With National Hockey League Free Agency well under way, teams like the Buffalo Sabres are making moves to help their team rebuild. The problem for the Sabres is that General Manager Darcy Regier doesn’t appear to address their needs.
According to, The Buffalo Sabres on Sunday traded for New Jersey Devils defenseman Henrik Tallinder for forward Riley Boychuck.
The problem is Sabres fans already know what they got in Tallinder. The reason why Tallinder was drafted by the Sabres and played for them for eight seasons before signing with the New Jersey Devils prior to the 2010-2011 regular season. Sabres fans understand that Tallinder was brought back to be paired with defenseman Tyler Meyers and get back to the way he was playing as a rookie, but they show little concern.
Meyers is going into his fifth season with the Sabres, but the Sabres aren’t ignorant, and understand two things. First, Meyers is young and it takes time to learn how to become a solid defenseman in the NHL.
That lesson was taught to Sabres fans by former defenseman Brian Campbell.
Campbell first played for the Sabres in the 1999-2000 season at 20-years-old. It took an additional four full seasons before Campbell reached his potential during the 2005-2006 season, which was his sixth season in the NHL. That lesson is the reason why Regier appears to lack understanding of his team’s needs and potential.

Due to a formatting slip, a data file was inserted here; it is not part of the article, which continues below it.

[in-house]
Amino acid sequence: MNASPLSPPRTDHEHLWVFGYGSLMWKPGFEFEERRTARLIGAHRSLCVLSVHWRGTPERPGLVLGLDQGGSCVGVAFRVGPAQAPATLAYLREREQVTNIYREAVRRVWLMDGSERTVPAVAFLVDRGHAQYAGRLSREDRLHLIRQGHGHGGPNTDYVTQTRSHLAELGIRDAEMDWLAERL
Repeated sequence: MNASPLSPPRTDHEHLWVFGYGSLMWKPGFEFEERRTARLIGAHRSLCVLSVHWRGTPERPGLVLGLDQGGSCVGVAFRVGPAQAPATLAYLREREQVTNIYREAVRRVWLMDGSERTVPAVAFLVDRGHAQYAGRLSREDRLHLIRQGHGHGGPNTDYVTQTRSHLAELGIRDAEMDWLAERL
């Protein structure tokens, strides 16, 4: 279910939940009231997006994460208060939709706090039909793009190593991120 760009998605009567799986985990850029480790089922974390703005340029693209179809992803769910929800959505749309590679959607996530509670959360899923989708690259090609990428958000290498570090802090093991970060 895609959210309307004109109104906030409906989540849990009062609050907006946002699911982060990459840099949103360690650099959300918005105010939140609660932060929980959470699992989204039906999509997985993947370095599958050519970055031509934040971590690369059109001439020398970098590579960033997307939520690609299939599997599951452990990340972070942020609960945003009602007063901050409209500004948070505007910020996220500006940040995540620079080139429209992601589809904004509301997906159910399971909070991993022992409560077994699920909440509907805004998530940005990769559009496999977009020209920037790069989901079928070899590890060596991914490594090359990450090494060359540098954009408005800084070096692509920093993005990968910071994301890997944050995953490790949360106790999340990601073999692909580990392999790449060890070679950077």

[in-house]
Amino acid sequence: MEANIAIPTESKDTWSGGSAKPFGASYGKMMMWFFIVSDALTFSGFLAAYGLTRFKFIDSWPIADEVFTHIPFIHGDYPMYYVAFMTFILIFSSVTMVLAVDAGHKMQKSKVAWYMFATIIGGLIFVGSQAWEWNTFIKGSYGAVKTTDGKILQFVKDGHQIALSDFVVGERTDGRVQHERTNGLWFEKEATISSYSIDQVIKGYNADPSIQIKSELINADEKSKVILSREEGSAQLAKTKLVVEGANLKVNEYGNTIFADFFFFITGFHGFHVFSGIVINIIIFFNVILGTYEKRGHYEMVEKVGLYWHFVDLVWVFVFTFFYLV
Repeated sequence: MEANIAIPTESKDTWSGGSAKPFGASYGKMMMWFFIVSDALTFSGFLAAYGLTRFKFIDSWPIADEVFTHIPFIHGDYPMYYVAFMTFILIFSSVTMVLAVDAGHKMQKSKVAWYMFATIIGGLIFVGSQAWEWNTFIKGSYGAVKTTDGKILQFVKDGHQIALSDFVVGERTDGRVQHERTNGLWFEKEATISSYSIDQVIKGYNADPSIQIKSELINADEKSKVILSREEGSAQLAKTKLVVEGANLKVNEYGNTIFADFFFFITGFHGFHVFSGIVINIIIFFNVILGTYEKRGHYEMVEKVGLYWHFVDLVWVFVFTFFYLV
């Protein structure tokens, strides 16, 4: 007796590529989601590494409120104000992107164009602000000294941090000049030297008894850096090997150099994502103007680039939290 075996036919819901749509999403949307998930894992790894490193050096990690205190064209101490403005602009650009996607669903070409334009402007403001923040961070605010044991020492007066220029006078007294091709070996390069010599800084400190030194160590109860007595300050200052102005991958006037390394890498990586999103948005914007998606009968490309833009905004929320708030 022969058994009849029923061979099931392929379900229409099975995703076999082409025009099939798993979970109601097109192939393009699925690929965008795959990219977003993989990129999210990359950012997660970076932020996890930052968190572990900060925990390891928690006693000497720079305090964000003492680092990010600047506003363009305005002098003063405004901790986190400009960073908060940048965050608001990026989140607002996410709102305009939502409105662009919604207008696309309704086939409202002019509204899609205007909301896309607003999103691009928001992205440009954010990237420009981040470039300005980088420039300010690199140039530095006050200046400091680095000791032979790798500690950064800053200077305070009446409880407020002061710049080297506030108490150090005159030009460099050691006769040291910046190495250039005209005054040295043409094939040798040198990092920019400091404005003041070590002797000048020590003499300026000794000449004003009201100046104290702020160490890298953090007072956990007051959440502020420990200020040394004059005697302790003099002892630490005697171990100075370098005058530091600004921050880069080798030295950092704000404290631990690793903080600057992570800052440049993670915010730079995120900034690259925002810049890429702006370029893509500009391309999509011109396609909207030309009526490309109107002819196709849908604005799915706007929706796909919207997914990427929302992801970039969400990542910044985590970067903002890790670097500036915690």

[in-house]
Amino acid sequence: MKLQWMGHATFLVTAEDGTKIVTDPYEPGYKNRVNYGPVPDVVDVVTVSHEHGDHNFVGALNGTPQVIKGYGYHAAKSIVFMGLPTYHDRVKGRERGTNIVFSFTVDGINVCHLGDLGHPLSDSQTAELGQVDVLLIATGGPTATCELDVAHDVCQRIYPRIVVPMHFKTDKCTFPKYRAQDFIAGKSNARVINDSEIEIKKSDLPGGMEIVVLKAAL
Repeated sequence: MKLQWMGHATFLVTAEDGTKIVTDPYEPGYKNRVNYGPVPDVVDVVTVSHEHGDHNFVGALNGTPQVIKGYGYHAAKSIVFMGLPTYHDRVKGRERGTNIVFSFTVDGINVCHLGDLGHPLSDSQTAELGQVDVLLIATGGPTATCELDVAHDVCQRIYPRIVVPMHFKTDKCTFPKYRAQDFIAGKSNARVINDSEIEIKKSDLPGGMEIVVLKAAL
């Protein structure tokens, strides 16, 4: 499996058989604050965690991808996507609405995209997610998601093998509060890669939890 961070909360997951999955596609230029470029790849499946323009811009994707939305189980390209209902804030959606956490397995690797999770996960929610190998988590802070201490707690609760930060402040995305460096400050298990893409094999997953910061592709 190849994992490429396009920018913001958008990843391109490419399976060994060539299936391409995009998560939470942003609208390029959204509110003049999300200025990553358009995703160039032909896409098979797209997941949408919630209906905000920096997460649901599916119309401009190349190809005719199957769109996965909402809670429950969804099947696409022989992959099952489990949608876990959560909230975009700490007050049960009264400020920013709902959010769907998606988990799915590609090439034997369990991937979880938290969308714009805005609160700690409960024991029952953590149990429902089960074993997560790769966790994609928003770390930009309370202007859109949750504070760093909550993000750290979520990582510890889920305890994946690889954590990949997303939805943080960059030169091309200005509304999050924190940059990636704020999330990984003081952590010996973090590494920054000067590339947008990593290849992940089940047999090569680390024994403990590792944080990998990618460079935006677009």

In addition to Meyers, the Sabres traded last week for defenseman Jamie McBain, who is also going into his fifth season in the NHL. The other Sabres defensemen are Mark Pysyk, Chad Ruhwedel and Brayden McNabb, Christian Ehroff, Mike Webber and Alexander Sulzer. Of those five Pysyk, Ruhwedel and McNabb havenever played in half of an NFL season.
This means the Sabres have five defensemen who are still in need of development.
The only real way for a player to develop in the NHL is through playing. This is the major reason why there is such a stark difference between college and junior league hockey to the NHL. There is even a bigger difference between the NHL and AHL.
The difference is speed, skill and player development. The NHL is the best of the best in the world of hockey, which means every situation has to be addressed in a certain way, and failure is not an option.
A good example is conditioning. Meyers, after a dismal start to the 2012-2013 regular season, admitted he didn’t come to training camp in the shape he needed to be. The top players in the NHL come to training camp in elite condition.
Sabres fans understand that the proof is in the way players play. Some players, like Meyers are taller than others and offensively gifted, which means that they already possess more strength than others, and already garner the physical ability to dominate their opposite number.
Then there are others like Webber. Webber is not a fast, skilled, player. He is a third line, stay at home defenseman. That means he has to have more muscle and be stronger than others in order to physically dominate his opponents.
Simply. Regier doesn’t get what it takes to build a franchise, which is playing players who do get it like Sabres forward Thomas Vanek.